Biography written by Hervé Roten
We know almost nothing about Alphonse de Villers’s life. His name comes up a few times in the archives of the Israeli Consistory of Paris. It seems that he was born around 1845. He was organist and also composer. His first works – Chant triomphal, Op.2 et Gavotte, Op3 – were published in 1869.
In 1859 (he would then be only 14-15 years old!), he became organist of the Portuguese synagogue on rue Lamartine. In 1872, he published a sheet music collection called Recueil des chants traditionnels et lithurgiques composant les offices hébraïques du rite oriental, in which he transcribed the friday night’s service and eve of holidays in the Portuguese ritual. He signed the introduction of his collection with his name and added these words Ani lo-yehoudi (I am not Jewish). Moreover, it is under this title that he became organist of the synagogue of rue La Victoire in 1874. He was “charged to touch the organ on saturdays and holidays”, his colleague Ernest Cahen, organist in the temple of rue Notre Dame de Nazareth, assisted him during weddings.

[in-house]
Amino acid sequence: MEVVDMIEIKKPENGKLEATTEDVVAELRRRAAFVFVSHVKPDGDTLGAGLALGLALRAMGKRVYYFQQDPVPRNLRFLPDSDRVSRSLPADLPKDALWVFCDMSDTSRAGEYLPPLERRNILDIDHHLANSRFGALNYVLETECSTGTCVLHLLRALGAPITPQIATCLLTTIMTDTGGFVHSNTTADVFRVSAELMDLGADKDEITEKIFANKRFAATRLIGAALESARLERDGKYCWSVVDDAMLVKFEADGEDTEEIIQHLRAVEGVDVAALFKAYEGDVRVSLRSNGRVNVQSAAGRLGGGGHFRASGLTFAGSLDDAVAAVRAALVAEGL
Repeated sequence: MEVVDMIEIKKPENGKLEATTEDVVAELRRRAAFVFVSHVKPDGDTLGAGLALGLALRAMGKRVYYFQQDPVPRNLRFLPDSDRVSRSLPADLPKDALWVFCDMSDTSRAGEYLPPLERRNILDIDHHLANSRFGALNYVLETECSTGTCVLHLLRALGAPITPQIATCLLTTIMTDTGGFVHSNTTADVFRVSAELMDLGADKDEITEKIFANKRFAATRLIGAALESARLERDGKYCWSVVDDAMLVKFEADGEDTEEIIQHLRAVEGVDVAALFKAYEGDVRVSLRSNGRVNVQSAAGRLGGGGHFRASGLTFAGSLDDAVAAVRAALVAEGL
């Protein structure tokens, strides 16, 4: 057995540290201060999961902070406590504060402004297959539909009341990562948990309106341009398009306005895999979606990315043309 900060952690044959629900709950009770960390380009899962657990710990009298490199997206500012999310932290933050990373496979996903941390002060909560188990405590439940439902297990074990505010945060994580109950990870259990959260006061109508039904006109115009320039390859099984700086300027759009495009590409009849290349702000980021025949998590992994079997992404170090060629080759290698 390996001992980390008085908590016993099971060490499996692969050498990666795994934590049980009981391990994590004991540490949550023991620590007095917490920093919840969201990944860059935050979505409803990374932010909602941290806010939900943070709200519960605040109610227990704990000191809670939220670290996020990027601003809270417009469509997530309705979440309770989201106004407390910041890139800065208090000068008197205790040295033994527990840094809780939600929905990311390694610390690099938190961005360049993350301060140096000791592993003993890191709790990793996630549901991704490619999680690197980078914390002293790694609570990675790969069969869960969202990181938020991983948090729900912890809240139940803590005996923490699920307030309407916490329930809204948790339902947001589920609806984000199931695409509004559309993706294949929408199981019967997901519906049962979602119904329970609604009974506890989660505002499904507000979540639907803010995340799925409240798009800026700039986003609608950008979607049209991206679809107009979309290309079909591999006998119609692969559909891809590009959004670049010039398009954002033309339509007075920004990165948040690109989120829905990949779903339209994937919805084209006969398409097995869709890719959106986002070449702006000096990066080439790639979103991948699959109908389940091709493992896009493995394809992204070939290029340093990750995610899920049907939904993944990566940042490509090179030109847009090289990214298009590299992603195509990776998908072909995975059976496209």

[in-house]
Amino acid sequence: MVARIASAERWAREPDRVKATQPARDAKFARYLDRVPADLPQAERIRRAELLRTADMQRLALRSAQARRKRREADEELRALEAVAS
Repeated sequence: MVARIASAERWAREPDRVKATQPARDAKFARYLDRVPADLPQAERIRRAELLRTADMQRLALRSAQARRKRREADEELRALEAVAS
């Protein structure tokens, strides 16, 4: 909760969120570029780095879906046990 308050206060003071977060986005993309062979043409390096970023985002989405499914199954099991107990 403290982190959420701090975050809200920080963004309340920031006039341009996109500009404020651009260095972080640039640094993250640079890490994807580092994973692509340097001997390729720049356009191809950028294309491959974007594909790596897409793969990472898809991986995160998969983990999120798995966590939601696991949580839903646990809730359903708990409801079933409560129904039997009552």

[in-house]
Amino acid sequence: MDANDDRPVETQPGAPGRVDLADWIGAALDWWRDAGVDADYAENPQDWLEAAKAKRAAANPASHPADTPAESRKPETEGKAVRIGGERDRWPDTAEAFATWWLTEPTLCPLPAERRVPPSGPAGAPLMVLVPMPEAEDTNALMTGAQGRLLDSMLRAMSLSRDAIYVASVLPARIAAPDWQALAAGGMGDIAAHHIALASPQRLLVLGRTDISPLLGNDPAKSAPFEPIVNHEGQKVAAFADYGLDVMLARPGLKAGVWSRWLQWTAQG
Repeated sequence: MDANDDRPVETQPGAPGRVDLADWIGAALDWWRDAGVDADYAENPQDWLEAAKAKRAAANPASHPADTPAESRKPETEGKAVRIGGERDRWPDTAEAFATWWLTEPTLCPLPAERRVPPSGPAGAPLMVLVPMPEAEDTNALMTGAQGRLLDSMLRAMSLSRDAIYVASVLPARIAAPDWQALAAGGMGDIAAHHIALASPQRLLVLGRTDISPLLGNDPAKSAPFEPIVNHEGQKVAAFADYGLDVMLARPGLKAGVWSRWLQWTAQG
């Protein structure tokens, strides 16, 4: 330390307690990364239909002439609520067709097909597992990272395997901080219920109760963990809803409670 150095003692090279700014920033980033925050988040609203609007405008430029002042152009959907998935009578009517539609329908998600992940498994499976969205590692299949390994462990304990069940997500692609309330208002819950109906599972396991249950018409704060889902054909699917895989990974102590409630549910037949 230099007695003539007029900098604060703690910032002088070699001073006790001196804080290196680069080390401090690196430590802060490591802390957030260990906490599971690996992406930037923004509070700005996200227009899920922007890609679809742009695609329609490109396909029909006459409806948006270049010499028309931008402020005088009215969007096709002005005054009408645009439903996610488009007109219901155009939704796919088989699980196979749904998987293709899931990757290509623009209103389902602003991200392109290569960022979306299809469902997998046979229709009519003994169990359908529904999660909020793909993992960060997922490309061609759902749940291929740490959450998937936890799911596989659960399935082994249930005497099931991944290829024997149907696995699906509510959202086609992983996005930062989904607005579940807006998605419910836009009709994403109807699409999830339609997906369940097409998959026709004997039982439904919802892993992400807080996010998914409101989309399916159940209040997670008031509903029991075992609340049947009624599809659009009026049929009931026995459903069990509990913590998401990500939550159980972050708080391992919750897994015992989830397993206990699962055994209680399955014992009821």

In an essay written on November 26, 1895, Alphonse de Villers expressed his frustration at having worked for the Jewish temples for 36 years while being under-paid. He emphasized the fact that in 1893 he replaced his colleague Ernest Cahen, deceased, without seeing any raise his wages. Alphonse de Villers ended his letter like this :”I have yet not lived, at almost 50 years old, the intimate satisfaction that the honest man feels when making his lifetime earnings…”
The day and place of his death are still unknown today.